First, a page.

PONI Debates the Issues Blog

What's at Stake for the World in Ukraine

The US and Russia keep nearly 2000 strategic nuclear weapons deployed and ready to launch. Modern strategic nuclear weapons generally have much larger yields than the bombs dropped on Hiroshima and Nagasaki. A single nuclear warhead has easily enough explosive power to destroy a city and kill millions. An exchange of 100 of these weapons—which would be devastating in itself—would kick enough soot into the atmosphere to disrupt the global climate and cause a worldwide famine. A more total conflict between the US and Russia could threaten the survival of the human race and of life on Earth more generally.

No country wants to fight a nuclear war over Ukraine. Nor is it very likely that Russian intervention in Crimea will lead to a nuclear war. But it's not just the lives and futures of the 46 million people who live in Ukraine—as if that weren't enough—that are at stake. Ukraine is central to Russia's conception of itself as a civilization and as an empire, as well as to Vladimir Putin's plans to enlarge Russia's sphere of political and economic influence. But Ukraine is also a European country. Four of its neighbors are European Union members and Ukraine itself has more or less been invited to join the European Union. Ukraine's neighbors—like many Ukrainians—fought hard for democracy and their independence from Russia.

Any time Russia and the US are at odds, the chance of nuclear Armageddon goes up. Just a little bit maybe, but still too much. Although war itself is in neither side's interest, it may be in each side's interest to threaten to go to war. The US and Russia—to borrow an analogy from the game theorist Thomas Schelling—are like two people in a canoe. Neither can swim, so if the canoe tips over, they both drown. And if they fight over something, the canoe might tip over, killing them both. Neither person wants that. But if one of them does want something else badly enough, they could threaten to start a fight in the canoe—risking everyone's lives—in order to get their way.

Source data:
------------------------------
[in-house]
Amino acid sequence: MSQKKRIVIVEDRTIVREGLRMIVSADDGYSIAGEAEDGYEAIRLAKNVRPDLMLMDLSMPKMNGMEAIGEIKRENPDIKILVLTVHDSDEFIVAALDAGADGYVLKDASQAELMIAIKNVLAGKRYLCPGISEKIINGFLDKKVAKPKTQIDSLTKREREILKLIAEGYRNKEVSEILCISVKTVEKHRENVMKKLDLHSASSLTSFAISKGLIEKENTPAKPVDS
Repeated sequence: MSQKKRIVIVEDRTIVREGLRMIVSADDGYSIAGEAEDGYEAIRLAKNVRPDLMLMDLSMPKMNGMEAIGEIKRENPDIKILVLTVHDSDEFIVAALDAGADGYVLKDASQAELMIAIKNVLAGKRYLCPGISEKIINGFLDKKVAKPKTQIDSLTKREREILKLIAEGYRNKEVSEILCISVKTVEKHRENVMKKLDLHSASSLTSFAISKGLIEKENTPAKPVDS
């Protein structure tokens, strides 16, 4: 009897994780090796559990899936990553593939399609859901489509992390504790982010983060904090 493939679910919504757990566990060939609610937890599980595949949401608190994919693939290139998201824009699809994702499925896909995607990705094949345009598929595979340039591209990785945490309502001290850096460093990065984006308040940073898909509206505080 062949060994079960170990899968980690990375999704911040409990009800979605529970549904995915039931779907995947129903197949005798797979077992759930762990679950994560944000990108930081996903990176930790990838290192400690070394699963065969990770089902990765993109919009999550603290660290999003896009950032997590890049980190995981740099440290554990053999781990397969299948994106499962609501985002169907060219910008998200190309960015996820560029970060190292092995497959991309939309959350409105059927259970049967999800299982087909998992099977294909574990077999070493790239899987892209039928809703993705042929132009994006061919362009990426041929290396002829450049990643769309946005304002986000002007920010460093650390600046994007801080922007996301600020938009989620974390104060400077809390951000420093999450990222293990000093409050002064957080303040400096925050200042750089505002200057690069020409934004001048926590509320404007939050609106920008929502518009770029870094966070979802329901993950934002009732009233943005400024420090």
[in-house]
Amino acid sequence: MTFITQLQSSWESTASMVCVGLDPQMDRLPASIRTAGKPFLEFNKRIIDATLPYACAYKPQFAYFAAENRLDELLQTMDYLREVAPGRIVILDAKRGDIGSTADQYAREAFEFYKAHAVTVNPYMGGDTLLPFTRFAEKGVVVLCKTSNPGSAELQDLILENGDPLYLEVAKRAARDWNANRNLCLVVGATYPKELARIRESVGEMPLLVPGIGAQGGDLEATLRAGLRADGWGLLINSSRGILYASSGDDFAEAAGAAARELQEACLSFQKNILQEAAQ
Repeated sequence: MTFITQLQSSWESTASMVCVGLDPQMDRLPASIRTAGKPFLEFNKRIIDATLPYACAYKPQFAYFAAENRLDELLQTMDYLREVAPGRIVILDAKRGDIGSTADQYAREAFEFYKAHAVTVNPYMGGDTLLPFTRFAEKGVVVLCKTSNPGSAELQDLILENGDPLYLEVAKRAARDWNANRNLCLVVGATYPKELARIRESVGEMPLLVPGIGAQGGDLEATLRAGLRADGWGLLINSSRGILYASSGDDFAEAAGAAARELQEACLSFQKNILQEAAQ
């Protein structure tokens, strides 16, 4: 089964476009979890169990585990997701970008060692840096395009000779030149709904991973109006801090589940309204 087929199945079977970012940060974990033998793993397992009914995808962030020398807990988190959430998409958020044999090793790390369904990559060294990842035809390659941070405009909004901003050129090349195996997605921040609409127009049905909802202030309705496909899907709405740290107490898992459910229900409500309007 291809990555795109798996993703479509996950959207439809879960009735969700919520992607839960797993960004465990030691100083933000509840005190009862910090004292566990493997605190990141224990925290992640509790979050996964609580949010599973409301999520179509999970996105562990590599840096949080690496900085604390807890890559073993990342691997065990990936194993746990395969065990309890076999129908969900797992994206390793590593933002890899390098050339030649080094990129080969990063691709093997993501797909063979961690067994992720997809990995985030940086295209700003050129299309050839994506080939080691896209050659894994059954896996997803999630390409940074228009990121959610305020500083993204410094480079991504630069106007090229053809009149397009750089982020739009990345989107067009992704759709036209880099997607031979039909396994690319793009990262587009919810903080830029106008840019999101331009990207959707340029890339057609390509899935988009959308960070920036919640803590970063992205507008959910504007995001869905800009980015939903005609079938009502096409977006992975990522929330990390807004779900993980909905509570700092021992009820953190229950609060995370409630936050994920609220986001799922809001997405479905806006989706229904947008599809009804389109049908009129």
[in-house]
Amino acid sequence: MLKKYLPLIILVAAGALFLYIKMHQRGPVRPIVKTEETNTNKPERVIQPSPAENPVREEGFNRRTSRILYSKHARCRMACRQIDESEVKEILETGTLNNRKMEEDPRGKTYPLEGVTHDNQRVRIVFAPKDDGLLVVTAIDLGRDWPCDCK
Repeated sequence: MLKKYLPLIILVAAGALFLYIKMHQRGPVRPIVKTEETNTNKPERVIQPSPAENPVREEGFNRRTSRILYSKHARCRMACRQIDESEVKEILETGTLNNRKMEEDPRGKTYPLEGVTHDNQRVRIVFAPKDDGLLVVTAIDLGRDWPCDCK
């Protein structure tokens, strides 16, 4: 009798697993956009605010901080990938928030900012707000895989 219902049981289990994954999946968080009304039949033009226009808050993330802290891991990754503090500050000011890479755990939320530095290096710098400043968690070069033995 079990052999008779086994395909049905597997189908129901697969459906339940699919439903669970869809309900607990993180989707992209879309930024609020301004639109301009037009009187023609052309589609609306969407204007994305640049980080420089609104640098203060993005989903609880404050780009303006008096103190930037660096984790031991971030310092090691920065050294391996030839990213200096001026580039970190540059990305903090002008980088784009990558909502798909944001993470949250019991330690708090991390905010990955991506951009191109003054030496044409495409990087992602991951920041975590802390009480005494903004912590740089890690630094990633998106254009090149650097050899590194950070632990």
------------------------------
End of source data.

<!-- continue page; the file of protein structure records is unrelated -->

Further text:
Schelling called this a "threat that leaves something to chance". Neither the US nor Russia would actually choose to go to war over Ukraine. But both sides use the possibility that a conflict between them could escalate—whether because of an accidental launch or a poor choice—to deter the other. It's a game of nuclear chicken: the country that is willing to go closest to the brink gets its way. Either country, of course, could simply choose to back down whenever the other country rocks the canoe. But that would mean effectively becoming the hostage of the other country.

Russia cares more about Ukraine than the US and is willing to risk more to get its way. That's why I suspect the US won't—and probably shouldn't—respond in kind to Russian intervention in Crimea even though Ukrainians deserve better. The chances are that this particular crisis won't escalate. With luck, both sides will appeal to reason rather than to force. But the course of war never did run smooth. Russian intervention in Ukraine will certainly rock the canoe.

What we really need to do is to avoid crises like this in the first place. We need, in other words, to make the canoe more stable. That means, first of all, eliminating nuclear weapons or at least making them even harder to use. It means, second, keeping everyone on the boat as happy as possible. And it means, third, finding better ways of resolving disputes than threatening to capsize the boat we all live on. Of course, keeping the peace between nations is easier said than done. But the crisis in Ukraine should remind us that what's at stake is the fate of the human race.

This post is cross-posted from Anthropocene.

Robert de Neufville is a professional associate of the Global Catastrophic Risk Institute.

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